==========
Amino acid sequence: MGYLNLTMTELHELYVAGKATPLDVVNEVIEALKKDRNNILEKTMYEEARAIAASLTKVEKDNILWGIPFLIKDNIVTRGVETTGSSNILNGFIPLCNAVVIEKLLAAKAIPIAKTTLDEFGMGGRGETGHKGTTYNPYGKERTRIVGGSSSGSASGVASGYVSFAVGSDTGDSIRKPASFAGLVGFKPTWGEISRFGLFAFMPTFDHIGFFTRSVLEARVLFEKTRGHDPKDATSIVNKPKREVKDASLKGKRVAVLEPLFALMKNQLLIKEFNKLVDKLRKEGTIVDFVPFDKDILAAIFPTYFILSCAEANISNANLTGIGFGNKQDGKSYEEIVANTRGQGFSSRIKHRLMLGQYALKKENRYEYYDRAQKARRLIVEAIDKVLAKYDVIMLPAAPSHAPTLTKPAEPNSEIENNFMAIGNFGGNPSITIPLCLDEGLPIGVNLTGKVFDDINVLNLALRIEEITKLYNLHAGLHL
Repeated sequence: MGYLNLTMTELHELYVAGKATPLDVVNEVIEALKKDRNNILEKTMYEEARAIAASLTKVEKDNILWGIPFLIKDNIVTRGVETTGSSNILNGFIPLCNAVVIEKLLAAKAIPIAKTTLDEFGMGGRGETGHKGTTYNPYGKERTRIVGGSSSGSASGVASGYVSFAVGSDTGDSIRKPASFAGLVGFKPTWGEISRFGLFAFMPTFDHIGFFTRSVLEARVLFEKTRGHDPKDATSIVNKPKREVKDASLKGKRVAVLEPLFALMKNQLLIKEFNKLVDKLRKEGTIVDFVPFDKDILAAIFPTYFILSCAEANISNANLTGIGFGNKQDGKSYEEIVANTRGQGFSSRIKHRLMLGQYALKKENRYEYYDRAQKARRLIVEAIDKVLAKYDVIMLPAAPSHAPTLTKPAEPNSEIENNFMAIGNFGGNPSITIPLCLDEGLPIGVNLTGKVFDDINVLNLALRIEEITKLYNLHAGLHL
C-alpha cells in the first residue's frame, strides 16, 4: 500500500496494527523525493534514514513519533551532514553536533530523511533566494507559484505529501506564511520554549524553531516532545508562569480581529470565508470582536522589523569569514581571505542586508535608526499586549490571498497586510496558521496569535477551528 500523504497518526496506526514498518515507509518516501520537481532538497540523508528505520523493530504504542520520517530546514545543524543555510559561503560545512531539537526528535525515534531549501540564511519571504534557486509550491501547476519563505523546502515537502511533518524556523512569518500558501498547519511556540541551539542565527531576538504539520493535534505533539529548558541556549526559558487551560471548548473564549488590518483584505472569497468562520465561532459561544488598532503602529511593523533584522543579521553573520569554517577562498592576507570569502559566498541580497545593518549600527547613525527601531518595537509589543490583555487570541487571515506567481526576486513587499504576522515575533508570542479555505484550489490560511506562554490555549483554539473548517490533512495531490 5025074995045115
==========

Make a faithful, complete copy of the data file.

Amino acid sequence: MGYLNLTMTELHELYVAGKATPLDVVNEVIEALKKDRNNILEKTMYEEARAIAASLTKVEKDNILWGIPFLIKDNIVTRGVETTGSSNILNGFIPLCNAVVIEKLLAAKAIPIAKTTLDEFGMGGRGETGHKGTTYNPYGKERTRIVGGSSSGSASGVASGYVSFAVGSDTGDSIRKPASFAGLVGFKPTWGEISRFGLFAFMPTFDHIGFFTRSVLEARVLFEKTRGHDPKDATSIVNKPKREVKDASLKGKRVAVLEPLFALMKNQLLIKEFNKLVDKLRKEGTIVDFVPFDKDILAAIFPTYFILSCAEANISNANLTGIGFGNKQDGKSYEEIVANTRGQGFSSRIKHRLMLGQYALKKENRYEYYDRAQKARRLIVEAIDKVLAKYDVIMLPAAPSHAPTLTKPAEPNSEIENNFMAIGNFGGNPSITIPLCLDEGLPIGVNLTGKVFDDINVLNLALRIEEITKLYNLHAGLHL
Repeated sequence: MGYLNLTMTELHELYVAGKATPLDVVNEVIEALKKDRNNILEKTMYEEARAIAASLTKVEKDNILWGIPFLIKDNIVTRGVETTGSSNILNGFIPLCNAVVIEKLLAAKAIPIAKTTLDEFGMGGRGETGHKGTTYNPYGKERTRIVGGSSSGSASGVASGYVSFAVGSDTGDSIRKPASFAGLVGFKPTWGEISRFGLFAFMPTFDHIGFFTRSVLEARVLFEKTRGHDPKDATSIVNKPKREVKDASLKGKRVAVLEPLFALMKNQLLIKEFNKLVDKLRKEGTIVDFVPFDKDILAAIFPTYFILSCAEANISNANLTGIGFGNKQDGKSYEEIVANTRGQGFSSRIKHRLMLGQYALKKENRYEYYDRAQKARRLIVEAIDKVLAKYDVIMLPAAPSHAPTLTKPAEPNSEIENNFMAIGNFGGNPSITIPLCLDEGLPIGVNLTGKVFDDINVLNLALRIEEITKLYNLHAGLHL
C-alpha cells in the first residue's frame, strides 16, 4: 500500500496494527523525493534514514513519533551532514553536533530523511533566494507559484505529501506564511520554549524553531516532545508562569480581529470565508470582536522589523569569514581571505542586508535608526499586549490571498497586510496558521496569535477551528 500523504497518526496506526514498518515507509518516501520537481532538497540523508528505520523493530504504542520520517530546514545543524543555510559561503560545512531539537526528535525515534531549501540564511519571504534557486509550491501547476519563505523546502515537502511533518524556523512569518500558501498547519511556540541551539542565527531576538504539520493535534505533539529548558541556549526559558487551560471548548473564549488590518483584505472569497468562520465561532459561544488598532503602529511593523533584522543579521553573520569554517577562498592576507570569502559566498541580497545593518549600527547613525527601531518595537509589543490583555487570541487571515506567481526576486513587499504576522515575533508570542479555505484550489490560511506562554490555549483554539473548517490533512495531490 5025074995045115